High schoolers deserve more field trips


Betsy Quimby

Engineering students prepare for a field trip to Green Bank, West Virginia in 2018. While some classes have ample opportunities for field trips, others never give students the chance.

Betsy Quimby, Social Media Editor in Chief

One of the things I’ve noticed since the switch from middle school to high school is the lack of field trips. In middle school, I can remember going on two or three field trips every year. Only in special classes, like Newsstreak, STEM or Fine Arts, do we take field trips. If someone is not part of one of these programs, they might not have any chance to get out of the classroom.

Field trips were one of the best parts of my middle school career. Leaving the monotony of the classroom behind and going into a whole new world of learning helped me refresh and take a break from the regular class environment.

Another difference between the middle and high school field trips is the size. In middle school, we would take more small field trips, while in high school, we take less field trips, but the ones that we do take are on a larger scale. The biggest trip we took in middle school was to Washington, D.C. High school field trips range from places as close as West Virginia to as far away as San Francisco, California or Chicago, Illinois. While this bigger scale might seem fun to some people, this brings up the cost of the trip, especially if you are taking a plane to your destination.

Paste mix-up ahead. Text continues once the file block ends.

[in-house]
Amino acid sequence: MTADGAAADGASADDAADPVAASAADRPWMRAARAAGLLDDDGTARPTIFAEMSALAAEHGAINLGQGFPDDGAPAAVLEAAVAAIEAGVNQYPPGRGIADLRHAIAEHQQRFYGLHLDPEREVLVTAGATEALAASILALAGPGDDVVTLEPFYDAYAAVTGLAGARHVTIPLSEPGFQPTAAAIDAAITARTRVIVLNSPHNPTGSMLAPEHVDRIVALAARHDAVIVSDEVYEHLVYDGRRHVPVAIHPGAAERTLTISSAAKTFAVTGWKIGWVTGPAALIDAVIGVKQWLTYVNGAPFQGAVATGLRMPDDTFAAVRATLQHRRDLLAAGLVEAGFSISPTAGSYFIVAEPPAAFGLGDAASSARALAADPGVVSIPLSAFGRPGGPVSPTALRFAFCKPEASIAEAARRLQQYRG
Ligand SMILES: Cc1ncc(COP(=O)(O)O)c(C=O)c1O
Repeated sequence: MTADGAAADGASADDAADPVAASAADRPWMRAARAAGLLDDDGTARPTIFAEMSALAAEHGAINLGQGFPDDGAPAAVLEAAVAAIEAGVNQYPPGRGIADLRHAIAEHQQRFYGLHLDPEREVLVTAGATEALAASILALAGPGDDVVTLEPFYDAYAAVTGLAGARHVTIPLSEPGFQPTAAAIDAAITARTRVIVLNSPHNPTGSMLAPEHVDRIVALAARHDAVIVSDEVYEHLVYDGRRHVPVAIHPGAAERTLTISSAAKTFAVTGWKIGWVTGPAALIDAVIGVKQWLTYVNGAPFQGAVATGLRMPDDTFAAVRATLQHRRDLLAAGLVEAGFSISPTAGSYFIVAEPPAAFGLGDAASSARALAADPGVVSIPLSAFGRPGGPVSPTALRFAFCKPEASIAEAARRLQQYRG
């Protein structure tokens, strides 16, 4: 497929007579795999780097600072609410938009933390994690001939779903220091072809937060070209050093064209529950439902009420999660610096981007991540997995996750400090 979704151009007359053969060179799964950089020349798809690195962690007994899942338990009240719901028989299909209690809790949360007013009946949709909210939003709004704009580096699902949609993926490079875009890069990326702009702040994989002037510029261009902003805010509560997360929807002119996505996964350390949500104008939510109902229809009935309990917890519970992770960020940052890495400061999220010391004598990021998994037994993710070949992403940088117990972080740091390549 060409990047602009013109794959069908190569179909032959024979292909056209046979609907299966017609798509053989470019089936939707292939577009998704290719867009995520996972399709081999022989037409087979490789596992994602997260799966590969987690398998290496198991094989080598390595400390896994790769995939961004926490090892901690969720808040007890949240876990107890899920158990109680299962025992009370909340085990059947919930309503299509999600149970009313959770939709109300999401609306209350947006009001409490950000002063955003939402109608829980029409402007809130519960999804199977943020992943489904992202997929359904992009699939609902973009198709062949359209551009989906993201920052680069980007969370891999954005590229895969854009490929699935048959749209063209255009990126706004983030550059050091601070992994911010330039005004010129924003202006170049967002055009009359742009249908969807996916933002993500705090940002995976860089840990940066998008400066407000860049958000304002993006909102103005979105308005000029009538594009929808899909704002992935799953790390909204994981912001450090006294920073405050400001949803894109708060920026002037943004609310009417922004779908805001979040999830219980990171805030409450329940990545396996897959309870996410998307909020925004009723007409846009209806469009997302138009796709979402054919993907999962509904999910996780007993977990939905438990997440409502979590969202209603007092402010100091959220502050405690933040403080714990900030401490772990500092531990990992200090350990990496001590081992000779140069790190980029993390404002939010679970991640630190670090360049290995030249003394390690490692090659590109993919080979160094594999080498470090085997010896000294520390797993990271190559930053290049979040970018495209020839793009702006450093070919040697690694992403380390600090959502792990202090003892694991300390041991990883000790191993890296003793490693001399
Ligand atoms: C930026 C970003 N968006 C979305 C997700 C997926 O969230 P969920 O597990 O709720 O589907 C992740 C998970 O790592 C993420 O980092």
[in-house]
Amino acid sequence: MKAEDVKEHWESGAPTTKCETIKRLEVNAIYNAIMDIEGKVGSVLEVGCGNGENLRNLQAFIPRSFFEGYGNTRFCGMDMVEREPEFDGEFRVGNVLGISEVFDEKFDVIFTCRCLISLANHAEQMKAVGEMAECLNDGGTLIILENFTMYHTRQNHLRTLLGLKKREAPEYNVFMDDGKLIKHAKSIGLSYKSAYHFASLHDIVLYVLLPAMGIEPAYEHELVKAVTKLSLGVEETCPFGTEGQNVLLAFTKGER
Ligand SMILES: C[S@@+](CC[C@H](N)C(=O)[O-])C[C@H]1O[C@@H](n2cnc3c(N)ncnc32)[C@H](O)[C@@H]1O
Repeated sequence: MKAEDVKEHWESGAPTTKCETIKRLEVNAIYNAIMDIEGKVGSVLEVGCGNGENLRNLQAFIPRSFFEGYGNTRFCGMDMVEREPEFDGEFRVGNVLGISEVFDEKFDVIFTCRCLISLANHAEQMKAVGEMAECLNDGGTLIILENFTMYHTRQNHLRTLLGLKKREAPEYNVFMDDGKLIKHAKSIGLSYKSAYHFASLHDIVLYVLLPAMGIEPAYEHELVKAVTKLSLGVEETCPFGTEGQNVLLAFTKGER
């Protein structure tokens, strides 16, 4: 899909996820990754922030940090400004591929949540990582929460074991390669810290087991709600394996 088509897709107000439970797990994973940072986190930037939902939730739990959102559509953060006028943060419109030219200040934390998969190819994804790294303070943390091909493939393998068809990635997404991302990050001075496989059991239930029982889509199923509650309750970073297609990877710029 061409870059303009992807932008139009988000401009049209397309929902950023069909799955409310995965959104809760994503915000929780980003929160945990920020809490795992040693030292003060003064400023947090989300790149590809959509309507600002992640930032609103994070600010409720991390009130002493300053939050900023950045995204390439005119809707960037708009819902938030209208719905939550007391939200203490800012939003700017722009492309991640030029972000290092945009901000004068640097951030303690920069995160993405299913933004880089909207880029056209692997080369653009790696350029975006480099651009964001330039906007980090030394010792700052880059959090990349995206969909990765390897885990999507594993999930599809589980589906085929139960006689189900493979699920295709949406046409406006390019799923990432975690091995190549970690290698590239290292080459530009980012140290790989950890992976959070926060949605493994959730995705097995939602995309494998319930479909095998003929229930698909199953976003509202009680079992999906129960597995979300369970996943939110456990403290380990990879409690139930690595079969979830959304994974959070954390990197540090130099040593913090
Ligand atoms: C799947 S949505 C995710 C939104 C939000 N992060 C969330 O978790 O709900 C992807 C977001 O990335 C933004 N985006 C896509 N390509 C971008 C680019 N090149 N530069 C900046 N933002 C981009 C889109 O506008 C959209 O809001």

Additionally, field trips in high school have bigger consequences. In middle school, a field trip would involve an entire grade level leaving for the day, with all of the teachers of those students chaperoning. In high school, with the people in one grade all taking different classes, it is harder for teachers to plan retakes of tests or to give make up work in advance. This threat of missing too much school and too many assignments has deterred me from taking field trips when I have too much else to do. 

Having occasional big field trips, however, is better than nothing. They give us something to look forward to; a break from the stress of a student’s everyday life. Teachers and administrators should do more to plan field trips for their overworked pupils. They can relieve some of our stress, help students bond with each other and give a more hands on approach to typical learning in a classroom setting.